Filling our spiritual vessels with God’s Mercy

On December 8th, the Church will begin the Year of Mercy.  The Year of Mercy was called by Pope Francis in April so that the Church, and its members, may refocus themselves on the Mercy that is given by God.  In the Pope’s letter to the Church, Misericordiae Vultus, he reminds us that Jesus Christ is the face of the Father’s Mercy and through Jesus Christ Mercy is living and visible in Jesus.  Pope Francis reminds us that we are called to show mercy in this world because mercy was first shown to us.  So throughout this Year of Mercy I will present a series of articles on practical ways that we can practically apply the requests of Pope Francis found in Misericordiae Vultus and the Corporal & Spiritual Works of Mercy in our own communities.

God will supply every need of yours according to his riches in glory in Christ Jesus.”

(Philippians 4:19, RSV-CE)

Fr Ferdi Santos, one of my professors at the Seminary, loved to regularly tell us, “nemo dat quod non habet, you cannot give away what you don’t have!”  Many times he would say that previous to a test in attempts to get us to study harder, but he also reminded us that it applied to our spirituality and our evangelization.  If we as Catholics have not taken advantage of the channels of mercy that God provides us then how are we supposed to bring that mercy out into the world.  The times I have found it hardest to minister to the teens and to the young adults is when I have distanced myself from those channels of Mercy.  I felt empty and therefore could not give anything back to those that I minister to.  I am sure many of you have felt the same way.

So what are those Channels of Mercy that we should be taking part in?  The first is the Sacrament of Mercy or the Sacrament of Reconciliation.  In the Sacrament of Reconciliation God’s Mercy is clearly shown to us in a dramatic way.  No matter how big our sins are, no matter how long it has been since you entered into the confessional, God’s Mercy, founded in love, is greater than our sins.  It is in the Sacrament of Reconciliation that we are brought fully back into God’s grace. It is then that we become worthy to receive the Eucharist, the true presence of Mercy. Many of the teens have groaned in what can only be described as physical pain when I have told them that our night will consist of going to the Sacrament of Reconciliation.  Yet as the night draws on many of the teens remark to me that they had so much joy and happiness after stepping outside of the confessional and wondered why they didn’t want to go in the first place. Their souls have been filled with the grace of mercy and love.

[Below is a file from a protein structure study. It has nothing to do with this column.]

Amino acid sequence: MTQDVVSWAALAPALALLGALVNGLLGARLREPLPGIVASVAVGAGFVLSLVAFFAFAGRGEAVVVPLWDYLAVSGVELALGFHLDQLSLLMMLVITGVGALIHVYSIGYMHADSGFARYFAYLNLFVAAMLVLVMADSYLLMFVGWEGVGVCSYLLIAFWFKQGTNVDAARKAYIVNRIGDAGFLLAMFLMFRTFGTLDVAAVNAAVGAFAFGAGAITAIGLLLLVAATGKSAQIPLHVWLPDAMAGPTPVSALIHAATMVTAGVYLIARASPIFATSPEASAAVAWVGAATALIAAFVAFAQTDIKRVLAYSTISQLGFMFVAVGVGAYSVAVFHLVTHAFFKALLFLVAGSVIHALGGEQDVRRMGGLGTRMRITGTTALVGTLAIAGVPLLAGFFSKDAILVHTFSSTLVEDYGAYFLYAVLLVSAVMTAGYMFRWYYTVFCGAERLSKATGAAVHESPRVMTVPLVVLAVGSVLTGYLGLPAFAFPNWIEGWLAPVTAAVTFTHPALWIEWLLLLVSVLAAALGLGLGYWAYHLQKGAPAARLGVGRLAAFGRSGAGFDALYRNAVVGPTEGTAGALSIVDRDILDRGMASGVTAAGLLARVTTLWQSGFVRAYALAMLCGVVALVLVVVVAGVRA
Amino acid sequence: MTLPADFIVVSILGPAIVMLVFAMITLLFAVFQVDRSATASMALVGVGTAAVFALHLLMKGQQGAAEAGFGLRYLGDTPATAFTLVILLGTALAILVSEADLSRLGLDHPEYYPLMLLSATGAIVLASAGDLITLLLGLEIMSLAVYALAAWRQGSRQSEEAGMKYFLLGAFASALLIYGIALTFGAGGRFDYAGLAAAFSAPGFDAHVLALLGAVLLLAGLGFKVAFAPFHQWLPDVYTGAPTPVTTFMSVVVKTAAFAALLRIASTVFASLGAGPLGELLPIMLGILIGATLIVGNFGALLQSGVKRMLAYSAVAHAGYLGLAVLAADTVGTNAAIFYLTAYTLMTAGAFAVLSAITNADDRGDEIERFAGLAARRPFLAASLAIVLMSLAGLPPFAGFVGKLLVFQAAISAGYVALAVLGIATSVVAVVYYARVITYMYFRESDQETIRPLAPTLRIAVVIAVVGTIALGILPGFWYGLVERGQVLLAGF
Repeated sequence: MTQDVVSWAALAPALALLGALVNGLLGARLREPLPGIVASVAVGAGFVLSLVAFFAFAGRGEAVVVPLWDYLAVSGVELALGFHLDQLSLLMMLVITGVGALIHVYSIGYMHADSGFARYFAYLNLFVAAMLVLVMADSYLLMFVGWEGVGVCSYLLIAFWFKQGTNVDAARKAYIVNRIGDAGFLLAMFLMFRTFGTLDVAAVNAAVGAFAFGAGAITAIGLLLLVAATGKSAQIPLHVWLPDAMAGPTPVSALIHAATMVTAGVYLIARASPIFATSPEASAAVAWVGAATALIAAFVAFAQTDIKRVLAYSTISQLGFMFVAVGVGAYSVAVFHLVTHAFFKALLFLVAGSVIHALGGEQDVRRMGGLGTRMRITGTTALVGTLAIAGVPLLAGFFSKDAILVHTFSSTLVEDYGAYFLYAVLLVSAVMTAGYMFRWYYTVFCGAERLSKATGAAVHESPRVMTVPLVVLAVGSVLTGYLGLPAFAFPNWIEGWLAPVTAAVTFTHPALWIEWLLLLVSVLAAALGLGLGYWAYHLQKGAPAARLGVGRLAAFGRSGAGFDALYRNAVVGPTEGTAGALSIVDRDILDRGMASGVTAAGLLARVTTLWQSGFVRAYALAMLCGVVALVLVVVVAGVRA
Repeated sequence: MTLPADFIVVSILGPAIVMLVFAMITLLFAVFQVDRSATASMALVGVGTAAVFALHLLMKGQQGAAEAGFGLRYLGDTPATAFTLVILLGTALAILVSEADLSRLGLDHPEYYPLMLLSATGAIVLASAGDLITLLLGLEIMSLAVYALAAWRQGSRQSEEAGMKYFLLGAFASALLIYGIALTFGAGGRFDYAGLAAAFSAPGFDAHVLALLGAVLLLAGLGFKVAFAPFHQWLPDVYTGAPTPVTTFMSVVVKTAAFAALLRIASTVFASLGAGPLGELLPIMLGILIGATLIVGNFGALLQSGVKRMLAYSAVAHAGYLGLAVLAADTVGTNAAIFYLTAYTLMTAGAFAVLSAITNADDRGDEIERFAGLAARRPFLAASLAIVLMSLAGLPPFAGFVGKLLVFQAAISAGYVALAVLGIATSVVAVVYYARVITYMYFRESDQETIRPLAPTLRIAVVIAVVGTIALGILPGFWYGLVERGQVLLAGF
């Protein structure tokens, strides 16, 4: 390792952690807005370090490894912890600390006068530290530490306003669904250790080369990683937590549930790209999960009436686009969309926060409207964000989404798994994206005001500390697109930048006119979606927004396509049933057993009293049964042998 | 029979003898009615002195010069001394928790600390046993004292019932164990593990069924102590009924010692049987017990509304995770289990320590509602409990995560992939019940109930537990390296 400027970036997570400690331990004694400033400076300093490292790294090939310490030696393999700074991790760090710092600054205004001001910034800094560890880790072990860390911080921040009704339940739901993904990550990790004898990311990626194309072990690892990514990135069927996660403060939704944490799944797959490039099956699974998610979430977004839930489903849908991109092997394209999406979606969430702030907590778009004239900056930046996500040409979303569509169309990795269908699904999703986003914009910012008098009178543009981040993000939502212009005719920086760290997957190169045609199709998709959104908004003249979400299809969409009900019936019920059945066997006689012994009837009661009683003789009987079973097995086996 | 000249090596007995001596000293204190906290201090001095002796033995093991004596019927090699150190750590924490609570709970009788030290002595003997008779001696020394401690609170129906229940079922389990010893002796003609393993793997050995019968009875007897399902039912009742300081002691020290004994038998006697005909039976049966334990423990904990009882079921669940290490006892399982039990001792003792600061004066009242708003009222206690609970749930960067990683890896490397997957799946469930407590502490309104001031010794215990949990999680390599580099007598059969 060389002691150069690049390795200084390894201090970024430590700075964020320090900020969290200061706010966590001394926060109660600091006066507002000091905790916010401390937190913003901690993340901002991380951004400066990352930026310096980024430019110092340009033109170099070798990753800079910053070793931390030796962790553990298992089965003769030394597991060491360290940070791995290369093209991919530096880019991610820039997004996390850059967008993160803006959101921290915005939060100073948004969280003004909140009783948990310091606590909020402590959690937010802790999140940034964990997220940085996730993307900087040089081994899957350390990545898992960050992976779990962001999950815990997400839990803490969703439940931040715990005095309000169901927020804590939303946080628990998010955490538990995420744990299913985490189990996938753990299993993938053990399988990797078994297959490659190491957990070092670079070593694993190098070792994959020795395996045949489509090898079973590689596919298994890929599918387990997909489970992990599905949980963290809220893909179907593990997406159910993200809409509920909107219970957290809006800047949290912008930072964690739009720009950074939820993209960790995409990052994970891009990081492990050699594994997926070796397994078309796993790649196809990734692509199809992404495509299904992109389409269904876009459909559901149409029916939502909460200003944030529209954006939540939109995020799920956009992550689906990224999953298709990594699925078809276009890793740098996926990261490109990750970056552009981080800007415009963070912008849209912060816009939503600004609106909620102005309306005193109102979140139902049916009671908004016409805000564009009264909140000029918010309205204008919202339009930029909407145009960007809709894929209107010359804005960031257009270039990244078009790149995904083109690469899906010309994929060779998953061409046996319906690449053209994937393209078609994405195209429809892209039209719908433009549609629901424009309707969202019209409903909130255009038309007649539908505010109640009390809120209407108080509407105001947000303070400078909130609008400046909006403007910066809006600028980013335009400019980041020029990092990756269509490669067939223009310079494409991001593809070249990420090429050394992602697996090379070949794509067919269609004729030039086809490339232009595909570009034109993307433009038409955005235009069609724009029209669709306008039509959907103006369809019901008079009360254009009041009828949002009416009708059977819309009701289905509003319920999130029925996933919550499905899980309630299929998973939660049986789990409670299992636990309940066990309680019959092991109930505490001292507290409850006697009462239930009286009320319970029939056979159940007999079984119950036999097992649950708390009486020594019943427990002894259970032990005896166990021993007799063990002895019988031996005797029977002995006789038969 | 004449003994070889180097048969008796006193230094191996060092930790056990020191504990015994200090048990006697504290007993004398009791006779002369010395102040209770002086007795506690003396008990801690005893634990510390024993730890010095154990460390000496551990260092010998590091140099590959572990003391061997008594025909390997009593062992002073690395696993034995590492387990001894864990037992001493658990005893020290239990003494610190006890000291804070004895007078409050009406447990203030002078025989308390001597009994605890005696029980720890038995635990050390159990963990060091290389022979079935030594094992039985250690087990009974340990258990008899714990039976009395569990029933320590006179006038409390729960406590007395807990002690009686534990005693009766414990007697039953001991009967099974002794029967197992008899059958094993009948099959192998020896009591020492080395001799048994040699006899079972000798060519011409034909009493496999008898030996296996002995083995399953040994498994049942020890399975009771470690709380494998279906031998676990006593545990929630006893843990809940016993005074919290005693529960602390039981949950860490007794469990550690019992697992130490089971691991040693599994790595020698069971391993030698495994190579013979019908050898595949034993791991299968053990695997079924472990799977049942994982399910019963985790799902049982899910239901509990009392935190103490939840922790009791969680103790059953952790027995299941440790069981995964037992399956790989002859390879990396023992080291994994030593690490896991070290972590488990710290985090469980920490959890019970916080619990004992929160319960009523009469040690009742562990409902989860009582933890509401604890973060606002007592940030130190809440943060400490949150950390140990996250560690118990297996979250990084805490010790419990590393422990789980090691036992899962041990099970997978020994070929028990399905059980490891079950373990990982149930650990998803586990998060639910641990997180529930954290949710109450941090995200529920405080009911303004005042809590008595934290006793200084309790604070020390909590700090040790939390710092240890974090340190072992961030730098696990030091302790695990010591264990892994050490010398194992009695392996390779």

This coming year there will be many chances to take part in the Sacrament of Reconciliation.  Of course every week before the Priests are available to provide absolution by appointment or before a Mass. Also, parishes will have Advent Penance Services in which, as a community, the parish will come together to examine its consciences, pray for forgiveness, and receive the Sacrament of Reconciliation.  Many other opportunities for the sacrament will be scheduled throughout the year and we should make it a new monthly habit that we take part in. Allowing his Mercy to overfill us and allowing it to overflow in our daily lives.

To begin our Year of Mercy lets us go to Lord and ask for his Mercy.  Let us start the Year of Mercy with a resolve to not allow our sins to hold us back from the Mercy that God wants to grant us in Reconciliation.  Let us experience his Mercy so that we may be filled with the grace of love and mercy.


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